Editorial to the Issue on Legitimization of Private and Public Regulation: Past and Present
This thematic issue brings together research from political science and legal history about legitimacy discourses covering different forms of public–private co-regulation and private self-regulation, domestic and transnational, past and present. These forms of governance highlight the important role of non-state actors in exercising public authority. There has been a growing debate about the legitimacy of non-state actors setting and enforcing norms and providing public goods and services. However, the focus of this thematic issue is not on developing abstract criteria of legitimacy. Rather, the authors analyze legitimacy discourses around different cases of privatized or partly privatized forms of governance from the early 20th century until today. Legitimacy is subject to empirical and not normative analysis. Legitimacy discourses are analyzed in order to shed light on the legitimacy conceptions that actors hold, what they consider as legitimate institutions, and based on what criteria. The particular focus of this thematic issue is to examine whether the significance of democratic legitimacy is decreasing as the importance of regulation exercised by private actors is increasing.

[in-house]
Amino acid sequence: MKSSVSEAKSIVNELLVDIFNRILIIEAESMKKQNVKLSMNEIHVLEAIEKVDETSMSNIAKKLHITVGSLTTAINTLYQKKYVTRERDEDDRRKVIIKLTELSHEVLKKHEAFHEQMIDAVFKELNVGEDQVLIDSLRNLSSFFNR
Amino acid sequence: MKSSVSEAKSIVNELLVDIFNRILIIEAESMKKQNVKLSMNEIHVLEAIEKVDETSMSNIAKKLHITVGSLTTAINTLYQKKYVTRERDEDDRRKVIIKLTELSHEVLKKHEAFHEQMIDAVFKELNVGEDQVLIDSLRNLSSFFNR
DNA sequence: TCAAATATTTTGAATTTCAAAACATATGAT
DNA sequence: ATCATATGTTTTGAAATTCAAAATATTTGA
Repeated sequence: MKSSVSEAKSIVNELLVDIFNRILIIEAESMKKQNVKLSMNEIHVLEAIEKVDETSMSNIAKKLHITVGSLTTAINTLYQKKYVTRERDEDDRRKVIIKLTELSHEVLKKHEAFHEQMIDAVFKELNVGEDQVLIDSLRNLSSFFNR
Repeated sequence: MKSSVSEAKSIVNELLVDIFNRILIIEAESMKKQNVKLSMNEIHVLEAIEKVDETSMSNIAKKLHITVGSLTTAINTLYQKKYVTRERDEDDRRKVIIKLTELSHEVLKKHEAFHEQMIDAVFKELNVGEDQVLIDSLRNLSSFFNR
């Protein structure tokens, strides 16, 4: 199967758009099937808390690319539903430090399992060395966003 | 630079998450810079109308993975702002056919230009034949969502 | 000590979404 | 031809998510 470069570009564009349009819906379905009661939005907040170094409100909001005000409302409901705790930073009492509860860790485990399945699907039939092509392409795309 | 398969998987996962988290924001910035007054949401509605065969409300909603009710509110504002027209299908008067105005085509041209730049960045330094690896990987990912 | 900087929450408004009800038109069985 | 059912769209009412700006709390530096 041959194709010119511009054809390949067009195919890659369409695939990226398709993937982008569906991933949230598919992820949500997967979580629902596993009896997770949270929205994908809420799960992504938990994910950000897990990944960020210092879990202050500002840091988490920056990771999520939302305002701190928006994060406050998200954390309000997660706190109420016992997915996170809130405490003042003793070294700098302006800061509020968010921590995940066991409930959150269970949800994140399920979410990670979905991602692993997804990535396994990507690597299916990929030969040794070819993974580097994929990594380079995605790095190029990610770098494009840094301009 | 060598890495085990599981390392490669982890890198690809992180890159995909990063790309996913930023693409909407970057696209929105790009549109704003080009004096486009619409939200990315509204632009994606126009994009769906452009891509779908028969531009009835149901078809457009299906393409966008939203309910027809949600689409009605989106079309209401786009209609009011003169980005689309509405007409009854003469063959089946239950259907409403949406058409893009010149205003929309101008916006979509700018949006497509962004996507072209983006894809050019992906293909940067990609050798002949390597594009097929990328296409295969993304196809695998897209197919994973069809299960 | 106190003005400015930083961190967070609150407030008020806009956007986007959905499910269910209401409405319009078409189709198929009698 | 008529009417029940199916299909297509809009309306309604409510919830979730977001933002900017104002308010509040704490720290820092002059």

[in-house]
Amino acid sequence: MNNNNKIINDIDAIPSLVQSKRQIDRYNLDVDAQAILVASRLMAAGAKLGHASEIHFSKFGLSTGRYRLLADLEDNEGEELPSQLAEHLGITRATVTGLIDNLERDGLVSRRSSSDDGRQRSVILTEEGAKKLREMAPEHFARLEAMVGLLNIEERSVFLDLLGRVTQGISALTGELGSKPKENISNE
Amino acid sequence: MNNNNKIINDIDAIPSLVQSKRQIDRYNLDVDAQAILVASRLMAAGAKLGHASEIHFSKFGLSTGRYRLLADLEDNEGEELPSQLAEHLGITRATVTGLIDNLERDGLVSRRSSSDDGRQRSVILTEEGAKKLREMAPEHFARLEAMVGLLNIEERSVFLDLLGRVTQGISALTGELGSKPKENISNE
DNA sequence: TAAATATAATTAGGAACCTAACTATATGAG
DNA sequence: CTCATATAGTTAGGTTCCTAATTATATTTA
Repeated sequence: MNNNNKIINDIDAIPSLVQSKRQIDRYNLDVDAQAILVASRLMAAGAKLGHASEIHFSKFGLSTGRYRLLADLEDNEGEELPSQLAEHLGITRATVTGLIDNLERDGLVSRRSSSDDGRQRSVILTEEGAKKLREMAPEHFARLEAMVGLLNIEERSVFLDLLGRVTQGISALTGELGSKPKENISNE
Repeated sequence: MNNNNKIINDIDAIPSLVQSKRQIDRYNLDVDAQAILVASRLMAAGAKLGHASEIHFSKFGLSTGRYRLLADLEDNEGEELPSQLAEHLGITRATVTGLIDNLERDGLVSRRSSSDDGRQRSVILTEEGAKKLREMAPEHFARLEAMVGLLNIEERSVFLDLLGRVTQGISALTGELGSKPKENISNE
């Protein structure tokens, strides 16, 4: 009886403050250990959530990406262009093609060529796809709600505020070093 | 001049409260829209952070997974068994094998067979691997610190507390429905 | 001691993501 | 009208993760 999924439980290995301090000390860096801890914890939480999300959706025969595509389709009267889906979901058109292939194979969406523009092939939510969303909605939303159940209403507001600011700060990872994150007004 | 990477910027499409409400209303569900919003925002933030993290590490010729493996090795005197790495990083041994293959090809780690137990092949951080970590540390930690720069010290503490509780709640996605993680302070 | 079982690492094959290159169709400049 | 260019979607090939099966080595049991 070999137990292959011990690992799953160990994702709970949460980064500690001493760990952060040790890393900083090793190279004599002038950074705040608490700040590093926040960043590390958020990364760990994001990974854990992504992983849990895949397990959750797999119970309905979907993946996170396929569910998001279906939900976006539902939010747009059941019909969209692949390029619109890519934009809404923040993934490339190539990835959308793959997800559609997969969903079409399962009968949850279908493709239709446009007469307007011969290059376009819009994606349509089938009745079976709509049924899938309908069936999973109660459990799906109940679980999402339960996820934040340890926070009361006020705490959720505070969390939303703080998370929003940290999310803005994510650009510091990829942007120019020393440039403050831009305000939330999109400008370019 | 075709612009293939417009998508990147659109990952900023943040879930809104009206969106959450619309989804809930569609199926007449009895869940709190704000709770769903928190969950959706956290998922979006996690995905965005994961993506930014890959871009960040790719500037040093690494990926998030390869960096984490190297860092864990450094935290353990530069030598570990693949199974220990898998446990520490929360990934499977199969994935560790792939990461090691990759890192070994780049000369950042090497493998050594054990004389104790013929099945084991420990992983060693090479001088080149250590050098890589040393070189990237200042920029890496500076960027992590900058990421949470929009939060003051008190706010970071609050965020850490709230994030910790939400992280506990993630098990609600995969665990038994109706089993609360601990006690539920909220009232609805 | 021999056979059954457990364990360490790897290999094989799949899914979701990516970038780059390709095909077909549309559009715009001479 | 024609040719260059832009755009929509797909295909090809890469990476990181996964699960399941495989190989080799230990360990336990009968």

hybrid regulatory regimes; legal history; legitimacy discourses; patterns of legitimation; public and private regulation; transnational governance
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